Vaginal Gel Blocks HIV, Herpes

A vaginal gel has strong HIV- and herpes-blocking action even an hour after use.

The gel is PRO 2000, now in large-scale clinical tests. It's hoped that the odorless, colorless product — what scientists call a vaginal microbicide — will slow the spread of HIV and other sexually transmitted diseases.

The new findings come in a report by Mount Sinai School of Medicine researcher Marla Keller, MD, at this week's 12th Conference on Retroviruses and Opportunistic Infections in Boston.

"There is an urgent need for the development of safe and effective vaginal microbicides," Keller says, in a news release. "While condoms offer protection against sexually transmitted infections, their effectiveness is limited because they require partner initiation or consent."

A vaginal microbicide thus offers women a way to protect themselves against HIV and STDs, even if their sex partner refuses to use a condom.

Keller's team randomly gave PRO 2000 — or an identical gel with no active ingredient — to 20 women with HIV infection. An hour later, they collected vaginal fluids from each of the women. In lab studies, they tested whether these vaginal fluids could prevent HIV or herpes infection of human cells.

PRO 2000 treatment made it nearly 1,300 times harder for HIV to infect cells — nearly 500 times better than placebo. PRO 2000 also made it 2,600 times harder for herpes simplex virus (search) to infect cells — about 260 times better than placebo.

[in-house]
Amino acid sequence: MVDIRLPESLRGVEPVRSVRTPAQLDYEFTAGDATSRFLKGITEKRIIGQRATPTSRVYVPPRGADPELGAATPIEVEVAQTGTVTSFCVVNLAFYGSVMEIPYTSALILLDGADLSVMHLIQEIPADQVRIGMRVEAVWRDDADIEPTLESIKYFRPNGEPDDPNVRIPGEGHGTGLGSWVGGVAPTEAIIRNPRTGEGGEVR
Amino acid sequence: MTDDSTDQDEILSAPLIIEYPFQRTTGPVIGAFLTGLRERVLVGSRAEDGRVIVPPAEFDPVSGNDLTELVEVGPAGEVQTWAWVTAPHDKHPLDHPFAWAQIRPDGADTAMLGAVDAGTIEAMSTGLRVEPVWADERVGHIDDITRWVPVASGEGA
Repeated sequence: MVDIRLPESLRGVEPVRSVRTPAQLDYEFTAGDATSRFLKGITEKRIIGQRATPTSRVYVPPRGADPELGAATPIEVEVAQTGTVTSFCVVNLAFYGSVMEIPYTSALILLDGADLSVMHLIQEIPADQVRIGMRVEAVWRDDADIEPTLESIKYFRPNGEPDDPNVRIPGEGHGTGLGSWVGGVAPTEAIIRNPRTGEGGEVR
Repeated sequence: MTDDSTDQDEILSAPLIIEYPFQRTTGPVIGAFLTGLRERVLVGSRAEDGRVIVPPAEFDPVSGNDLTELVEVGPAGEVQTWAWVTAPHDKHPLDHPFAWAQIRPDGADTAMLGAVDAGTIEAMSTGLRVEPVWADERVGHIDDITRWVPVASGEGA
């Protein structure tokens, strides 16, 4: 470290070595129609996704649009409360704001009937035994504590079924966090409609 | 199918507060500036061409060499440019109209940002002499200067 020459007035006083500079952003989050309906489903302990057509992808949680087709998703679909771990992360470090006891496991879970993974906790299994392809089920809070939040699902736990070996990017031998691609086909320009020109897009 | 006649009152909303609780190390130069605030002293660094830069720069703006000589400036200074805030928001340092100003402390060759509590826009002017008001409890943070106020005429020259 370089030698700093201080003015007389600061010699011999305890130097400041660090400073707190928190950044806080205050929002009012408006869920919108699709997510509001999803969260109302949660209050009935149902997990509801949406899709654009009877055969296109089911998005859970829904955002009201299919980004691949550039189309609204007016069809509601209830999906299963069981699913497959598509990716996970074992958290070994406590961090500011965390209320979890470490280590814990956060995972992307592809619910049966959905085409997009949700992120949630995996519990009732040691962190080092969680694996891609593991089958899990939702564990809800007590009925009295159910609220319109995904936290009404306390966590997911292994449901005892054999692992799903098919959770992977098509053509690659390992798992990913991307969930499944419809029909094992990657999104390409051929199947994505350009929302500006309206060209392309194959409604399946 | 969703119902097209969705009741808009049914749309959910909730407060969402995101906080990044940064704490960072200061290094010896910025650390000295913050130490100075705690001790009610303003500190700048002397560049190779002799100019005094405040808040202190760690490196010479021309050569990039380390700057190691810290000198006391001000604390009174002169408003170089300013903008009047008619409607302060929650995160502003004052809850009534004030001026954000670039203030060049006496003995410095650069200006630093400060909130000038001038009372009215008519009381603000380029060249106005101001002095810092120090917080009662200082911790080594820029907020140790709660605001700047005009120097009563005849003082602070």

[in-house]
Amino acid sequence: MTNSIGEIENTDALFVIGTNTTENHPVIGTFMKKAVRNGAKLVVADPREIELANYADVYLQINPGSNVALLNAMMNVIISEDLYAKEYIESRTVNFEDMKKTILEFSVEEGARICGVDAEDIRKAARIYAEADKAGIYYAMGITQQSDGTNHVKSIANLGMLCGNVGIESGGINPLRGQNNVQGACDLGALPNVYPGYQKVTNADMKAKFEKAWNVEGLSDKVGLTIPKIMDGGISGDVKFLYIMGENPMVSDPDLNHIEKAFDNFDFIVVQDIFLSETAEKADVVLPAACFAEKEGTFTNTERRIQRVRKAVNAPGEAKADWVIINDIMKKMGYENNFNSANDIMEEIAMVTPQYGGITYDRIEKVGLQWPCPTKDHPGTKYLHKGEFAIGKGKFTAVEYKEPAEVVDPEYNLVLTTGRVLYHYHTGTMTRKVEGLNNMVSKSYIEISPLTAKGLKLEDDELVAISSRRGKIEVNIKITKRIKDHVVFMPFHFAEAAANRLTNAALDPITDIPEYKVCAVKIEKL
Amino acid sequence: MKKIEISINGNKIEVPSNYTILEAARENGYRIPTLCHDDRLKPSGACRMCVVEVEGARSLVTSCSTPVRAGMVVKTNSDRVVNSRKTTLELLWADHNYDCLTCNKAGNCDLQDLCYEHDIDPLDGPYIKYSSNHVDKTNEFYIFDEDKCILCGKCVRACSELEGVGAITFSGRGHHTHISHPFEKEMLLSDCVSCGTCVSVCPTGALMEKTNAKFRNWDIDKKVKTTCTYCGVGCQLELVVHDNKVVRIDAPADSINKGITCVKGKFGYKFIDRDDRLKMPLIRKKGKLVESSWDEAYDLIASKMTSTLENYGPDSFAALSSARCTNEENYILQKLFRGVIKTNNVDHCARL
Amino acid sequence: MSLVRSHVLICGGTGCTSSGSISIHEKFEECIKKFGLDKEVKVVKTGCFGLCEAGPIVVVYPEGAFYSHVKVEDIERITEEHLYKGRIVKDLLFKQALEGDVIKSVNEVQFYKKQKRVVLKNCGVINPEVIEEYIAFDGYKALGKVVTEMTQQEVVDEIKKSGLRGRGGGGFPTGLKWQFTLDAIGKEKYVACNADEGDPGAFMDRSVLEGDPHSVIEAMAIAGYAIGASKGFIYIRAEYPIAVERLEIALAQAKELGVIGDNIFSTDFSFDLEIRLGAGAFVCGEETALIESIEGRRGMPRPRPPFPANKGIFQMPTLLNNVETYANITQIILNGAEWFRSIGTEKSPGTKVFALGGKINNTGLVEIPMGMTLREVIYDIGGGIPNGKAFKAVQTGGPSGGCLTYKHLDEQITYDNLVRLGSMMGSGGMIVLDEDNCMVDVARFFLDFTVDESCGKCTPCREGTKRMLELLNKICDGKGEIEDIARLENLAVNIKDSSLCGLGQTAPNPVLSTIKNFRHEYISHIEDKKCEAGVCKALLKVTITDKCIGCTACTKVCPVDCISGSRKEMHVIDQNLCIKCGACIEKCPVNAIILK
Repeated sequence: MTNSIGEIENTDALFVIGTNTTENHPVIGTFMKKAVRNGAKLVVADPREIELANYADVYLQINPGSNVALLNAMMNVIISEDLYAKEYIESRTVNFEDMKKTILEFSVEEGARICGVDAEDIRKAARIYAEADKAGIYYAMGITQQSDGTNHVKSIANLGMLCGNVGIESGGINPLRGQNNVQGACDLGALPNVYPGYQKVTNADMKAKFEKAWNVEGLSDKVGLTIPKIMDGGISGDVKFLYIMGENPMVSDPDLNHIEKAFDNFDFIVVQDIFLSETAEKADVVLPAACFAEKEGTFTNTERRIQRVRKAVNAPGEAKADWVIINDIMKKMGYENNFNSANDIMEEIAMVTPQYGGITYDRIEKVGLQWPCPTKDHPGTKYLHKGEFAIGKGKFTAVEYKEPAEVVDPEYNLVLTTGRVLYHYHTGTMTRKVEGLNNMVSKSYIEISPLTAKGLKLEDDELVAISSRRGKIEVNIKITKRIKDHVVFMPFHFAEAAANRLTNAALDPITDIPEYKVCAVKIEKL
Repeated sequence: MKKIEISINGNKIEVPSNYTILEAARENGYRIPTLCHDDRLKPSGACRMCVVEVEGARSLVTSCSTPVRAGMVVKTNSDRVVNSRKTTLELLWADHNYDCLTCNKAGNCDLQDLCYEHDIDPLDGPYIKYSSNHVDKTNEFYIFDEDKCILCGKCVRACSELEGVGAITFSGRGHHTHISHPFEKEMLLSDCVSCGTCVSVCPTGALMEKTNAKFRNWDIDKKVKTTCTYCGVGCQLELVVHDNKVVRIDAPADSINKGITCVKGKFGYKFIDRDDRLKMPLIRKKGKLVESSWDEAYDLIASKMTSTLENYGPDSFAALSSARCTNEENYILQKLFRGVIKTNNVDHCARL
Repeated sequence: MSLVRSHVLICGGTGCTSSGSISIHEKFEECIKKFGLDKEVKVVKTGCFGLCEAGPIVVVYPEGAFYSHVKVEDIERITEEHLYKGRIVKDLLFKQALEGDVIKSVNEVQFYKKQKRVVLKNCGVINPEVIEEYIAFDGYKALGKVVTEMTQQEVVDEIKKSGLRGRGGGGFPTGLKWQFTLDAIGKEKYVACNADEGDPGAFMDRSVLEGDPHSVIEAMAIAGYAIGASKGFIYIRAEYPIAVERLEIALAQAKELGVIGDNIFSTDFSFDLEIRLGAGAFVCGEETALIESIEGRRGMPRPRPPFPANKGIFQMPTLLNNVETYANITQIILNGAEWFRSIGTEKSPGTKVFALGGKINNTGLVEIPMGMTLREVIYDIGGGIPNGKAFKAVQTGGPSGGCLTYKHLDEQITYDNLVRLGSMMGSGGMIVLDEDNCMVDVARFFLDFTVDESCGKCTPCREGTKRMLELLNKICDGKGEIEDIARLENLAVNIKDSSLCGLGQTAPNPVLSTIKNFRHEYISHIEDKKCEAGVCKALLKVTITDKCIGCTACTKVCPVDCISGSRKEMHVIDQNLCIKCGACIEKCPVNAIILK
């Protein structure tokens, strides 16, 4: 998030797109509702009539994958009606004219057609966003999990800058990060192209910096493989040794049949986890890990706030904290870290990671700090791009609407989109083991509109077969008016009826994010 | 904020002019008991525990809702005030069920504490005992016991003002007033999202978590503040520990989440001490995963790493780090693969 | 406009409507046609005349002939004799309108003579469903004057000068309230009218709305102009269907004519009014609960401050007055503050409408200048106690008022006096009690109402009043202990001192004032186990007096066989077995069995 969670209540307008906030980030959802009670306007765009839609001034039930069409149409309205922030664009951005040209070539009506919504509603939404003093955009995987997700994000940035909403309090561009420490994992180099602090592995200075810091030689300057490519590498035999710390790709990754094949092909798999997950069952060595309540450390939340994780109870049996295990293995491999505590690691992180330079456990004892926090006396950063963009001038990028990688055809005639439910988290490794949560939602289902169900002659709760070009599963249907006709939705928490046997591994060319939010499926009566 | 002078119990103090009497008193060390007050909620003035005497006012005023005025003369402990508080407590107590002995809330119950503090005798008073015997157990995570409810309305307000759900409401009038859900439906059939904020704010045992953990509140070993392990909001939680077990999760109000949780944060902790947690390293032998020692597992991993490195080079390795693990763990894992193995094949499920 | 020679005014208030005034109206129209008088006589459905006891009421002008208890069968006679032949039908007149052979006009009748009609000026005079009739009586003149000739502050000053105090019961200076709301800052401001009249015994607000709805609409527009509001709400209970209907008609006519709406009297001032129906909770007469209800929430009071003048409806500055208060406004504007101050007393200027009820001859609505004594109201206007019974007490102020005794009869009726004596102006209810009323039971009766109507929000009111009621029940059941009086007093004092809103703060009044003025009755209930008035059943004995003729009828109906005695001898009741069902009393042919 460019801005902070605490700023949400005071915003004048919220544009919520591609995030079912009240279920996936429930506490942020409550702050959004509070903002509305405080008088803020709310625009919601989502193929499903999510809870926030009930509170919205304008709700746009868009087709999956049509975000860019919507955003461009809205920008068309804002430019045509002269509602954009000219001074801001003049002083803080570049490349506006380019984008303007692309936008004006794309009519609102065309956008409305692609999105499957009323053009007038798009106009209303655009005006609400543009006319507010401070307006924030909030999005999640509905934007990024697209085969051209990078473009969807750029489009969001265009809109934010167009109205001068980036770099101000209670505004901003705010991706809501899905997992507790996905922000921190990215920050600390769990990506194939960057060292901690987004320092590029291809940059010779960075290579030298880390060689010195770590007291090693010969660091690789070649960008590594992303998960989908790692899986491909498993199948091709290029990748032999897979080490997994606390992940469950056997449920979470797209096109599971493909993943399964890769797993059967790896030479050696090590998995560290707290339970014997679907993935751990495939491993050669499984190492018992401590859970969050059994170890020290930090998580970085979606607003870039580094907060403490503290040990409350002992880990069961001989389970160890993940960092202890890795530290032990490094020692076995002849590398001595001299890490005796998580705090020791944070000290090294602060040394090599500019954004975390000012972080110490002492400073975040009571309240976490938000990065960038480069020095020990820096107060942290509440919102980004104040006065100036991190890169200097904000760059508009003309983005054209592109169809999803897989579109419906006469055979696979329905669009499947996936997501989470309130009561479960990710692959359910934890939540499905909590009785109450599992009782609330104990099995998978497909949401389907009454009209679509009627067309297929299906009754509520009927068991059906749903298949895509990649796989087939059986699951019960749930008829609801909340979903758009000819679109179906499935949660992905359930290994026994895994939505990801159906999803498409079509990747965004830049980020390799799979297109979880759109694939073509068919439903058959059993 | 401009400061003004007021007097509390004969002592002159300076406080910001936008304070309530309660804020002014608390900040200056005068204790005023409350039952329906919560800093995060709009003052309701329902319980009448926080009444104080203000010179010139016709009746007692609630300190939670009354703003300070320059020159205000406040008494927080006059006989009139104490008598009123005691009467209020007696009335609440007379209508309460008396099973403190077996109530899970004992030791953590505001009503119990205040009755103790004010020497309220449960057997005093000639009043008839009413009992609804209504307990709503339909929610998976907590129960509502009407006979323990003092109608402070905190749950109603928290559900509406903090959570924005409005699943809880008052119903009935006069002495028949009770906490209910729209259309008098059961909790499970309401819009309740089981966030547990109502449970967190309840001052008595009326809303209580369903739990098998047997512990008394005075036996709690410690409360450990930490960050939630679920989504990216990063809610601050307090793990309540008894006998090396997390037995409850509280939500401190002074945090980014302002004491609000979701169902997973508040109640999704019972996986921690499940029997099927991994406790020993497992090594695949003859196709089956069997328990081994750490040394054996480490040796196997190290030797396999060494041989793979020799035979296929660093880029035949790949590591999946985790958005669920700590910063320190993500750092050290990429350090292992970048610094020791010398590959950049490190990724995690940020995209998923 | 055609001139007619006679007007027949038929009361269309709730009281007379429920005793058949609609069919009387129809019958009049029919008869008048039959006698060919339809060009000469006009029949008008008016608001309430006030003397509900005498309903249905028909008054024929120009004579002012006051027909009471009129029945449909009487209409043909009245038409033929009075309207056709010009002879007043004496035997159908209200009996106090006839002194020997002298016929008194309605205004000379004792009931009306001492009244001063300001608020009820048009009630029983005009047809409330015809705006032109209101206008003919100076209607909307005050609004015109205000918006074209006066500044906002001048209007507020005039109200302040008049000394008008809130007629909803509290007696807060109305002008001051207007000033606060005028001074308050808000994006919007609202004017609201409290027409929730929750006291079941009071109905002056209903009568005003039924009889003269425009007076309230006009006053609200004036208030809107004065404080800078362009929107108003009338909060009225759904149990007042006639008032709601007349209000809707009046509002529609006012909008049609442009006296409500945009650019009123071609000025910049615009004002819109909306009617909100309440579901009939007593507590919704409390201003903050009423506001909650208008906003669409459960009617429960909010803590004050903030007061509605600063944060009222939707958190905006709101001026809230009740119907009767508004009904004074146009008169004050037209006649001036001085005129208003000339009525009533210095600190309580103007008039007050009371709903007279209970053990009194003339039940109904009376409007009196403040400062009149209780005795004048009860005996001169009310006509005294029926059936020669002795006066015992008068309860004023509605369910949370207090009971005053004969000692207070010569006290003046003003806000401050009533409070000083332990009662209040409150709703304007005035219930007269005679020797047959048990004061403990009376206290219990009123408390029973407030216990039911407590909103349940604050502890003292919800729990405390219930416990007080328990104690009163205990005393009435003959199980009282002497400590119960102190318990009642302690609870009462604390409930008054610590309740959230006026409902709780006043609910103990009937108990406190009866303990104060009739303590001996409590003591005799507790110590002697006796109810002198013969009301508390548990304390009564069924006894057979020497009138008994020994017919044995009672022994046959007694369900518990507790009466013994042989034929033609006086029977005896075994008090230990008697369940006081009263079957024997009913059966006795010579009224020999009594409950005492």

And there's more good news: A microbicide won't do much good if it causes inflammatory responses that make vaginal tissues redden and swell. Analysis of PRO 2000-treated fluids showed no sign of the chemical messengers that trigger these unwanted responses.

The U.S. National Institute of Allergy and Infectious Diseases recently announced the start of a large trial testing PRO 2000 and another vaginal microbicide, BufferGel. Unlike PRO 2000, which contains a virus-blocking agent, BufferGel boosts the vagina's natural acidity, which hinders the ability of the virus to infect cells. The 2.5-year trial will take place in Philadelphia, South Africa, Malawi, Tanzania, Zimbabwe, and Zambia.

PRO 2000 is made by Indevus Pharmaceuticals, in Lexington, Mass. BufferGel is made by ReProtect Inc., in Baltimore, Md.

By Daniel J. DeNoon, reviewed by Michael W. Smith, MD

SOURCES: Keller, M. 12th Conference on Retroviruses and Opportunistic Infections, Boston, Feb. 22-25; abstract 535. News release, Mount Sinai School of Medicine, Feb. 24, 2005. News release, NIAID, Feb. 11, 2005.